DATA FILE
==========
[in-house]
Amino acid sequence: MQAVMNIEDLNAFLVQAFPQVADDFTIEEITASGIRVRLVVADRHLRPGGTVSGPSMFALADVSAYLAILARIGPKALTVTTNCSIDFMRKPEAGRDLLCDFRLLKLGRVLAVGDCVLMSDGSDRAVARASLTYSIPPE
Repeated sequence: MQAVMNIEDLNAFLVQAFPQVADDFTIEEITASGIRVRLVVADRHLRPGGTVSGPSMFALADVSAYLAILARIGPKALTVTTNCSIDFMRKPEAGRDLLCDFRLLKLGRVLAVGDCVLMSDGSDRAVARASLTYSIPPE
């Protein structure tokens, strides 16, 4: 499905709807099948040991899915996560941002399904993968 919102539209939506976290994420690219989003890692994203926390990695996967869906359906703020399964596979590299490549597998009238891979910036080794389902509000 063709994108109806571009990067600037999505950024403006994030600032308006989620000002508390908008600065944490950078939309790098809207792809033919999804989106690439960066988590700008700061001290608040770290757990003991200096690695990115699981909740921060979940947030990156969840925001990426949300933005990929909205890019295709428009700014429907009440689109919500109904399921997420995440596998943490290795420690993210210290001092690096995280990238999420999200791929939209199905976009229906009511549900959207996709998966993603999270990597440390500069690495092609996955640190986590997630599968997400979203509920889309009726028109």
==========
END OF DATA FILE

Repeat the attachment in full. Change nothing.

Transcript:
[in-house]
Amino acid sequence: MQAVMNIEDLNAFLVQAFPQVADDFTIEEITASGIRVRLVVADRHLRPGGTVSGPSMFALADVSAYLAILARIGPKALTVTTNCSIDFMRKPEAGRDLLCDFRLLKLGRVLAVGDCVLMSDGSDRAVARASLTYSIPPE
Repeated sequence: MQAVMNIEDLNAFLVQAFPQVADDFTIEEITASGIRVRLVVADRHLRPGGTVSGPSMFALADVSAYLAILARIGPKALTVTTNCSIDFMRKPEAGRDLLCDFRLLKLGRVLAVGDCVLMSDGSDRAVARASLTYSIPPE
């Protein structure tokens, strides 16, 4: 499905709807099948040991899915996560941002399904993968 919102539209939506976290994420690219989003890692994203926390990695996967869906359906703020399964596979590299490549597998009238891979910036080794389902509000 063709994108109806571009990067600037999505950024403006994030600032308006989620000002508390908008600065944490950078939309790098809207792809033919999804989106690439960066988590700008700061001290608040770290757990003991200096690695990115699981909740921060979940947030990156969840925001990426949300933005990929909205890019295709428009700014429907009440689109919500109904399921997420995440596998943490290795420690993210210290001092690096995280990238999420999200791929939209199905976009229906009511549900959207996709998966993603999270990597440390500069690495092609996955640190986590997630599968997400979203509920889309009726028109």